The IETF IPv6 maintenance working group has begun discussions about deprecating IPv6 fragmented packets, spurred by the IETF Internet-Draft, “IPv6 Fragment Header Deprecated”. As one can guess, this draft has generated a lot of discussion (Although the Internet Draft discusses deprecation of the IPv6 fragment header, deprecation of the header would effectively deprecate IPv6 fragmented packets).
As I noted in an earlier posting here, fragments in IPv6 can create havoc in networks from an operational and a security perspective, just like they do with IPv4. Unlike IPv4, only the source host computer can fragment IPv6 packets and IPv6 fragmented packets require a special fragment extension header.
In addition to observing the general problems with fragments, the Internet draft noted that fragments may be dropped by firewalls and network operators, which could make network traffic that includes IPv6 fragmented packets fragile. Commenters to the draft noted that fragments are in fact being dropped, regardless of what the IETF or anyone else states is a good operational practice (some of the reasons operators filter fragments is discussed here).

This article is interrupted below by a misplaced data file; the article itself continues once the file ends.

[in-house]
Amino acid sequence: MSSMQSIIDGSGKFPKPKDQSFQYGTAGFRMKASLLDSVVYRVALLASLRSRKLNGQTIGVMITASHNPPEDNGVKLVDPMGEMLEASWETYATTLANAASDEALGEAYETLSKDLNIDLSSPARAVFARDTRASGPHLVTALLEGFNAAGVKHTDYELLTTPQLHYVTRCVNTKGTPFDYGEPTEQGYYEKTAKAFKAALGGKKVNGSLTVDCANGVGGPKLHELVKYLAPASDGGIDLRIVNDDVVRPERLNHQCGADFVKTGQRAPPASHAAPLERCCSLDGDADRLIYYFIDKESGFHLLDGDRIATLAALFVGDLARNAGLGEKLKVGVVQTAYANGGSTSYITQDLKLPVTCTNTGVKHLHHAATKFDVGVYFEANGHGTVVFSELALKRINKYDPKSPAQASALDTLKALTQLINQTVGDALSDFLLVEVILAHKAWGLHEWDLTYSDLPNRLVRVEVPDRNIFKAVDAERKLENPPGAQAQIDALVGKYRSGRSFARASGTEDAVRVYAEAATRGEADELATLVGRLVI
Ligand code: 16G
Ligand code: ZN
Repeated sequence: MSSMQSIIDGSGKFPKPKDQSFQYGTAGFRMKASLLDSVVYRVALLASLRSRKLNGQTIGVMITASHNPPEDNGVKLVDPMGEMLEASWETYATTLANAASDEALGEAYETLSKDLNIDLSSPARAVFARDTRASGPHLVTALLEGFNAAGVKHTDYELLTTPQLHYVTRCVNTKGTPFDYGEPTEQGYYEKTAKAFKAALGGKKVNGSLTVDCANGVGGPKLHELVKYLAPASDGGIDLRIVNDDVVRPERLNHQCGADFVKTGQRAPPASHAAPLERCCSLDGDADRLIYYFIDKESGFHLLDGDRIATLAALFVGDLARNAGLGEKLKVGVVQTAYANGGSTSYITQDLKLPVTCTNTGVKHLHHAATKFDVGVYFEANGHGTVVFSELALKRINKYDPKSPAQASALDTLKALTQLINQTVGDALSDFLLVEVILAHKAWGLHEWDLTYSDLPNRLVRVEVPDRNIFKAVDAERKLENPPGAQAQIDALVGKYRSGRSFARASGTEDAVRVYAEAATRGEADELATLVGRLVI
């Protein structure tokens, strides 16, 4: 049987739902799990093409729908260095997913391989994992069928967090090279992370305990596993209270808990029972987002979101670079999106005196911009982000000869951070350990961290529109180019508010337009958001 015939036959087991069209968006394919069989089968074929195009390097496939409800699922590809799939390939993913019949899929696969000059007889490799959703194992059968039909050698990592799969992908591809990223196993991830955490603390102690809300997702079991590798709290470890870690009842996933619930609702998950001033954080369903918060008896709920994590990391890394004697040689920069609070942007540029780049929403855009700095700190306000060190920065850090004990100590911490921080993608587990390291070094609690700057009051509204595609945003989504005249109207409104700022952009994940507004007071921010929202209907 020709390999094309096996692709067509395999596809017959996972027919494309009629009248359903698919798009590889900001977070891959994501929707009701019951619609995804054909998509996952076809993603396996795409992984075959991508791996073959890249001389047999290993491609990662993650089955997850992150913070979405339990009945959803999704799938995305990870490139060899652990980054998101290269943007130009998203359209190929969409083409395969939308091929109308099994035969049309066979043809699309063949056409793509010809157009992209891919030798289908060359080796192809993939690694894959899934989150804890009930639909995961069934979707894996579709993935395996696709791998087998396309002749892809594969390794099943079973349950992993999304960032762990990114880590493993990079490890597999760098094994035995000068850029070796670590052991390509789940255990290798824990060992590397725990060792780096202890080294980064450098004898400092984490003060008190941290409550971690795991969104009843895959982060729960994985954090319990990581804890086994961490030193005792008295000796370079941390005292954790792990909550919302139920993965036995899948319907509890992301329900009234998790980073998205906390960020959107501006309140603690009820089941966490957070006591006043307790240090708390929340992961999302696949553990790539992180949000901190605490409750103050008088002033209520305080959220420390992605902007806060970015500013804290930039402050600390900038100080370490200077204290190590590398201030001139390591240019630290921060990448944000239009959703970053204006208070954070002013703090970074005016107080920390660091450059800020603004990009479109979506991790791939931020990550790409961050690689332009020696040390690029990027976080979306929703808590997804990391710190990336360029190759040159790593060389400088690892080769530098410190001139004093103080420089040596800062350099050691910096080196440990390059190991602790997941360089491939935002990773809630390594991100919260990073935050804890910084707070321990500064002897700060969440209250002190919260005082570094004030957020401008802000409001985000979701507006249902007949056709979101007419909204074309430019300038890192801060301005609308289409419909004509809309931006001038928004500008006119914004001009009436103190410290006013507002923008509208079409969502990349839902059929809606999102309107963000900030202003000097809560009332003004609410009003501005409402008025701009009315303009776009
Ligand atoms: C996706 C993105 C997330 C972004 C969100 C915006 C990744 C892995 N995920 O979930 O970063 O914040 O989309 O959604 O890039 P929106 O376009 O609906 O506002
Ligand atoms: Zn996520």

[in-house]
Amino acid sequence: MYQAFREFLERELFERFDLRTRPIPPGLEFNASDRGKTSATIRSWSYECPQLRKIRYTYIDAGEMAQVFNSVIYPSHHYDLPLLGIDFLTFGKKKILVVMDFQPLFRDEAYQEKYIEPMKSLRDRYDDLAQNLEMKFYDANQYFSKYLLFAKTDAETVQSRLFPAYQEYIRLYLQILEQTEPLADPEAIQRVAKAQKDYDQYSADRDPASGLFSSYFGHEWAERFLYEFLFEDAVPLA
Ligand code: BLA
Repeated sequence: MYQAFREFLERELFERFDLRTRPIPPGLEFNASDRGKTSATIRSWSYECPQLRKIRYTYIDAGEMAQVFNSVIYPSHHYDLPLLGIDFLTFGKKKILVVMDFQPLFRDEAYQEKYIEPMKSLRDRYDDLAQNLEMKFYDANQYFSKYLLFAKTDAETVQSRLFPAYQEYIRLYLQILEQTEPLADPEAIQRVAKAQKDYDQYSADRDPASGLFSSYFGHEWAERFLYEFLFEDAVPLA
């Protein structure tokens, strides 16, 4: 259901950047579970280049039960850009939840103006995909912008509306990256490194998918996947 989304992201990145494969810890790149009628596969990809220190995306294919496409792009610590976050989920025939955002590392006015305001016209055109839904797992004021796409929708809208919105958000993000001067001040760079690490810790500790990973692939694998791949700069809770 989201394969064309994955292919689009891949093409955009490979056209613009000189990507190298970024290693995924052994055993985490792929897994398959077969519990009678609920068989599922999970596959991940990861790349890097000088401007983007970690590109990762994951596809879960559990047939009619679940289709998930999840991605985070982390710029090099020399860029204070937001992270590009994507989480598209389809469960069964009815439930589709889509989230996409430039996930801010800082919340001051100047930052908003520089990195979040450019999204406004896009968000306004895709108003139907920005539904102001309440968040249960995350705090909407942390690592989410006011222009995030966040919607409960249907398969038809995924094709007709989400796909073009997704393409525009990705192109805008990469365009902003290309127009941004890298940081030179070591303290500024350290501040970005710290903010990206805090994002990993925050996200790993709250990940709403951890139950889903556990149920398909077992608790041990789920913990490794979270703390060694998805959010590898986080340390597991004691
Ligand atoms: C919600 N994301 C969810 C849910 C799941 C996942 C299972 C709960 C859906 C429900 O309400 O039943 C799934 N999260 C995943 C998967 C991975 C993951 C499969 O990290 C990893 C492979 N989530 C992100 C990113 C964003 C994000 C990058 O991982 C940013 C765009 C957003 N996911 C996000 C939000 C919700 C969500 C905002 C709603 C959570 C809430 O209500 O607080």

Nobody particularly likes fragments, but it isn’t clear how to outright eliminate them. It appears there are some specific cases where no good alternatives exist to the use of IP fragments. In my opinion, the next steps should be identifying these specific cases and begin working on solutions to eliminate fragments in these cases.
“IPv6 Fragment Header Deprecated” is a worthwhile read for those who have already implemented IPv6 networks and those implementing IPv6 networks. Updates to this draft are promised. It will be interesting to see the path this discussion takes and the impact that it has on the evolution of the Internet Protocol.